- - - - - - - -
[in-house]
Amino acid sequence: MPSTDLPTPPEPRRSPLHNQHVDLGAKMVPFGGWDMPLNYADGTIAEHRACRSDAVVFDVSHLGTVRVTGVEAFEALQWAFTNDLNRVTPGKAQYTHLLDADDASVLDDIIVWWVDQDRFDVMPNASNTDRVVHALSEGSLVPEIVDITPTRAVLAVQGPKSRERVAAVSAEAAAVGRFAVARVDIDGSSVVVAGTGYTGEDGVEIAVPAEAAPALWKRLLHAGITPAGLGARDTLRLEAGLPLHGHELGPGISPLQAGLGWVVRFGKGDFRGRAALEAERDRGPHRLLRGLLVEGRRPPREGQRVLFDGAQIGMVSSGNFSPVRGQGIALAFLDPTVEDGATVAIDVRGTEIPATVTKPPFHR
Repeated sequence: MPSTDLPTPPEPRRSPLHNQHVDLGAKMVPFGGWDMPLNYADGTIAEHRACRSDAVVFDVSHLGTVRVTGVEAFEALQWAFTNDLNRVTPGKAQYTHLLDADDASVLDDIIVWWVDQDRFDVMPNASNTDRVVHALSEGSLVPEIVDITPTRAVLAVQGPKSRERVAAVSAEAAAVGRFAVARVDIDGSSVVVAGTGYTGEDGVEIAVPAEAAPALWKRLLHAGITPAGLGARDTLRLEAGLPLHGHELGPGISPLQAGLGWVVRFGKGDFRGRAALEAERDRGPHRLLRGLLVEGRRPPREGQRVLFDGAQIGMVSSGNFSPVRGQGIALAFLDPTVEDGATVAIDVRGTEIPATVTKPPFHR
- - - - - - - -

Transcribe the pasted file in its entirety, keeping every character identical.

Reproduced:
[in-house]
Amino acid sequence: MPSTDLPTPPEPRRSPLHNQHVDLGAKMVPFGGWDMPLNYADGTIAEHRACRSDAVVFDVSHLGTVRVTGVEAFEALQWAFTNDLNRVTPGKAQYTHLLDADDASVLDDIIVWWVDQDRFDVMPNASNTDRVVHALSEGSLVPEIVDITPTRAVLAVQGPKSRERVAAVSAEAAAVGRFAVARVDIDGSSVVVAGTGYTGEDGVEIAVPAEAAPALWKRLLHAGITPAGLGARDTLRLEAGLPLHGHELGPGISPLQAGLGWVVRFGKGDFRGRAALEAERDRGPHRLLRGLLVEGRRPPREGQRVLFDGAQIGMVSSGNFSPVRGQGIALAFLDPTVEDGATVAIDVRGTEIPATVTKPPFHR
Repeated sequence: MPSTDLPTPPEPRRSPLHNQHVDLGAKMVPFGGWDMPLNYADGTIAEHRACRSDAVVFDVSHLGTVRVTGVEAFEALQWAFTNDLNRVTPGKAQYTHLLDADDASVLDDIIVWWVDQDRFDVMPNASNTDRVVHALSEGSLVPEIVDITPTRAVLAVQGPKSRERVAAVSAEAAAVGRFAVARVDIDGSSVVVAGTGYTGEDGVEIAVPAEAAPALWKRLLHAGITPAGLGARDTLRLEAGLPLHGHELGPGISPLQAGLGWVVRFGKGDFRGRAALEAERDRGPHRLLRGLLVEGRRPPREGQRVLFDGAQIGMVSSGNFSPVRGQGIALAFLDPTVEDGATVAIDVRGTEIPATVTKPPFHR